A dog that prefers to socialize with your children while it’s still a puppy is one that you want around as your kids’ age.
This is because that dog will bond with your kids, which is shown to help them later in their adult life during social situations.
The dog we are referring to goes by the name a Sheltidoodle, which is an ideal family dog that will become the companion that everyone can confide in.
Sheltidoodle Puppies – Before You Buy…
Before you have a baby, you make sure to equip yourself with all the relevant information you would need to raise your child healthily.
The same mindset should apply to raising a dog, so you shouldn’t purchase a dog without knowing what it’ll need to live properly.
Keep reading to understand what needs to be done for your Sheltidoodle to live a long and happy life.
What price are Sheltidoodle Puppies?
The moment you visit a reputable breeder, you’ll notice how the prices of the dogs available will rest in the hundreds to thousands of dollars.
The same applies to the Sheltidoodle puppies, so expect one puppy to cost you anywhere from $200 to $550.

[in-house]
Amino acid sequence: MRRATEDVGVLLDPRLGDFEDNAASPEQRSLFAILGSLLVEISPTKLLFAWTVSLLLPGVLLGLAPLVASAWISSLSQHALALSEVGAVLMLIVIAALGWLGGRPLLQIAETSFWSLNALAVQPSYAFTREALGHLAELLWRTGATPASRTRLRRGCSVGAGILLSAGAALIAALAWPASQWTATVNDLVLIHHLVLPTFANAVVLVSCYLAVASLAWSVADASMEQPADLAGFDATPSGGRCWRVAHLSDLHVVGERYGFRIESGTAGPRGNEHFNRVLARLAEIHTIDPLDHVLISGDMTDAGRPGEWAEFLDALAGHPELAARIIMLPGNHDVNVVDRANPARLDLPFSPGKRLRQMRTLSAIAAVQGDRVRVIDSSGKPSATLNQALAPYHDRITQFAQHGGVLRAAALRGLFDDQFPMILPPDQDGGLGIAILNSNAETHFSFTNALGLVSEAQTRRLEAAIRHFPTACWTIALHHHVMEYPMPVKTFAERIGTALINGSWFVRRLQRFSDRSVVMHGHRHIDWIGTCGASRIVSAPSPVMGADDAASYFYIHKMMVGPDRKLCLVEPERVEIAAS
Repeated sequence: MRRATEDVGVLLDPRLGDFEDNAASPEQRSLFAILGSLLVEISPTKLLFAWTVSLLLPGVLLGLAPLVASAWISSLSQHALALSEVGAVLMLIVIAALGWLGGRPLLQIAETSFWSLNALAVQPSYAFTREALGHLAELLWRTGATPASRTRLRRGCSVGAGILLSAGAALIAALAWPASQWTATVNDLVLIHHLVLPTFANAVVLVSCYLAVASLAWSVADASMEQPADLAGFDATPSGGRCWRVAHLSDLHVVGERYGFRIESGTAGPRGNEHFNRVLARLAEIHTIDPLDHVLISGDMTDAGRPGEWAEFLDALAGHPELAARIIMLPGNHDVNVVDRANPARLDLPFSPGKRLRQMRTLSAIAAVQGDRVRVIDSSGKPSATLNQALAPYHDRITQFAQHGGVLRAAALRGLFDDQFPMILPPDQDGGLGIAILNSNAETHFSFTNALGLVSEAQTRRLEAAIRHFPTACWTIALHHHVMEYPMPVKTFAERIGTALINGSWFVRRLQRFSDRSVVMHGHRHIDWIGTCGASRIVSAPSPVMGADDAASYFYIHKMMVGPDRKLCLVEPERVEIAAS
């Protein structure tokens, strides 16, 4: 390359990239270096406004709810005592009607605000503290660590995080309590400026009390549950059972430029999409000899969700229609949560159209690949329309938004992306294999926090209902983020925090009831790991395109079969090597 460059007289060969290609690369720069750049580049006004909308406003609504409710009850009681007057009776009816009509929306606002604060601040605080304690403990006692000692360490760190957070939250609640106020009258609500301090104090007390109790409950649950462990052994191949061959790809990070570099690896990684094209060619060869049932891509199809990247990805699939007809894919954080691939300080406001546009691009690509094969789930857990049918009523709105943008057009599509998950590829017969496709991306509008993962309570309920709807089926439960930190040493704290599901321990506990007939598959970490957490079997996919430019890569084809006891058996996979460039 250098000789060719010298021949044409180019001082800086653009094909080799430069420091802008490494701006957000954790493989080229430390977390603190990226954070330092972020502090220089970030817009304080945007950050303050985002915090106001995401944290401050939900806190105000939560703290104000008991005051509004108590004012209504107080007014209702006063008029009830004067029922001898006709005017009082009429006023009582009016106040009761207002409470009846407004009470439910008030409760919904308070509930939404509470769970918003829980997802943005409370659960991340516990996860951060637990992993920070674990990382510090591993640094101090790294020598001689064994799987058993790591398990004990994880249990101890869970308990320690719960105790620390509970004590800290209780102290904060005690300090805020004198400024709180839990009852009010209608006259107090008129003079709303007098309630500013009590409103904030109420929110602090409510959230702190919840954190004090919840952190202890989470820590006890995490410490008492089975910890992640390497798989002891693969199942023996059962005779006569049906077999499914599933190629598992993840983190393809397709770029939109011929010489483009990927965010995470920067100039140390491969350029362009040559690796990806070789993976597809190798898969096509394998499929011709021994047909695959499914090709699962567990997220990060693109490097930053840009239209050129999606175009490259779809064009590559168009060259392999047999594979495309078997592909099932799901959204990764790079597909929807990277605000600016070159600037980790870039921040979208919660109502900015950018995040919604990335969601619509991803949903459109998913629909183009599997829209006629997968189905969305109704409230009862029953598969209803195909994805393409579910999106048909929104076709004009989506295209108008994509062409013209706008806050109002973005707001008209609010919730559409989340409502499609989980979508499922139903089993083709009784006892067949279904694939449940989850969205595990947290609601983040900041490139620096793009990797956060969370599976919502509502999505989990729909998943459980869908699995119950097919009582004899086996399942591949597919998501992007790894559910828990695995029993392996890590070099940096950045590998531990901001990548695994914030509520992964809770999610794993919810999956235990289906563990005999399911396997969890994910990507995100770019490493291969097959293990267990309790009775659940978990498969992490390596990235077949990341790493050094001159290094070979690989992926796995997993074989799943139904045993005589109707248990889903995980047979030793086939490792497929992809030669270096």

How to Find Reputable Sheltidoodle Breeders?
If you have any friends or family who have just recently purchased a hybrid dog, you could ask them for any recommendations when it comes to finding a reputable Sheltidoodle breeder.
Since Sheltidoodle dogs are deliberately bred, you’ll have to find a breeder who is a specialist at breeding Sheltidoodles. You could turn to the internet if word of mouth gets you nowhere.
3 Little-known facts about Sheltidoodle puppies
- They love to chase birds
- No two Sheltidoodle Puppies in the Same Litter will Look-Alike
- Also known as the Sheltiepoo
Physical Traits of the Sheltidoodle
When you take a look at the Shetland Sheepdog and the Poodle, you’ll realize how the two dogs have a distinct appearance.
They are so different in appearance that within the same litter, no two dogs will appear the same.
So when the Shetland Sheepdog and the Poodle breed, you never know how the resulting Sheltidoodle will turn out.
Both of these breeds do share some similarities such as their body shapes.
For example, both are built with long yet straight legs, and powerful chests, which is a trait that their offspring inherit as well.
The Sheltidoodle will take after the Shetland Sheepdog side of the family when it comes to its head and face structure.
This hybrid dog will have a wedge-shaped head and a long muzzle that will be rounded near the end.
In some cases, the Poodle side of the family triumphs over the Shetland Sheepdog, so the Sheltidoodle ends up with a narrow shaped head and with a muzzle that is fine and straight.